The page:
A poster presentation from the 2022 SDPA Conference reviewed an elastic-scattering spectroscopy device for melanoma detection.
Melanoma is one of the deadliest forms of skin cancer across the world due to the challenges in detecting it early on. Other common skin cancers include basal cell carcinoma (BCC) and squamous cell carcinoma (SCC). According to a poster presentation from the 2022 Society of Dermatology Physician Assistants Conference in Miami, Florida, 1 in 5 Americans will develop skin cancer by the age of 70, and more than 2 people die of skin cancer in the United States every hour. The study authors believe leveraging skin technology for skin cancer evaluation may reduce associated mortality and morbidity, avoiding unnecessary biopsies and decreasing healthcare costs.
The study authors reviewed an elastic-scattering spectroscopy (ESS) device, an optical tissue sampling technique that can distinguish between normal and abnormal tissue in vivo by recording photons scattered back from chromophores. A handheld, non-invasive ESS device may provide earlier detection of melanomas, and the study aimed to determine the sensitivity and specificity of an ESS device in skin lesions suspicious of melanoma.
The blinded, prospective study was conducted at 10 dermatology centers in the US and Australia. Patients with potentially malignant lesions were enrolled and evaluated by dermatologist investigators and the ESS device. The device results were not shared with the dermatologist investigators. High-resolution digital images and the patient’s clinical information of prior skin cancer history, risk factors, and physical examination results were recorded for each case.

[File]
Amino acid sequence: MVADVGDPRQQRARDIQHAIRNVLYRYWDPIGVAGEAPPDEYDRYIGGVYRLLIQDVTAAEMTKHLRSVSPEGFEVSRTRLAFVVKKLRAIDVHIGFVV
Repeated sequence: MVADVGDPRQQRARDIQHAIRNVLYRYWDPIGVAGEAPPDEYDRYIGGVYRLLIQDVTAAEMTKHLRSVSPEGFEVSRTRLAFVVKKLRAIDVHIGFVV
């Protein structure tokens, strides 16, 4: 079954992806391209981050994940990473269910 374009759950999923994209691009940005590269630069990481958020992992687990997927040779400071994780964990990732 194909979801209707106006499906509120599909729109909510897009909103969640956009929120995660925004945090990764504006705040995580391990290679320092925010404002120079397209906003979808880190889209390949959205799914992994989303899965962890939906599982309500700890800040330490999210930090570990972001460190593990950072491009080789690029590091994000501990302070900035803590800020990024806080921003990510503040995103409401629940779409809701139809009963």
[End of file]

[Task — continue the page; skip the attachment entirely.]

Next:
In total, 440 lesions from 328 patients were evaluated by the dermatologist investigators, the ESS device, and dermatopathology. Fifty-four percent of patients were male, 98% were white, 96% were non-Hispanic, 53% had Fitzpatrick skin type II, and 20% had Fitzpatrick skin type III. Out of all lesions evaluated, 84% were flat and 96% were pigmented.
Biopsies found 114 high-risk lesions with 44 melanomas, 44 severely atypical nevi (SAN), and 26 non-melanoma skin cancers. According to the study, “Diagnostic sensitivity of the device was 96% (95% CI 0.893 - 1.000) for melanoma alone, 91% (0.831 - 0.953) for melanoma + SAN and 90% (0.831-0.847) for all high-risk lesions. Overall device specificity was 33% (95% CI 0.272-0.383). Dermatologist’s sensitivity was 91% (95% CI: 0.806 - 0.960) for melanoma alone, 72% (0.613 - 0.800) for melanoma + SAN.” The Area Under Curve score of the ESS device for melanoma detection was 0.76 compared to 0.75 from the dermatologists.
The study authors concluded that “the use of handheld ESS device by dermatologists, in addition to clinical evaluation, may improve melanoma detection. The device was able to identify 96% of melanomas when compared to biopsy results.”
The authors also believe that the ESS device’s simple and non-invasive approach may be useful for all levels of providers, not just melanoma experts or dermatologists.
Hartman R, Tepedino K, Fung M, et al. Validation of a handheld elastic-scattering spectroscopy device on lesions concerning for melanoma. Poster presented at the 2022 Society of Dermatology Physician Assistants Conference; November 17-20, 2022; Miami, Florida. Accessed: November 18, 2022. https://www.sdpaconferences.org/hub/events/08d628c0-db6c-4633-8960-74ba986b221a/exhibitors/abf17a75-59d9-4e81-ab8e-f6ad7c4753d3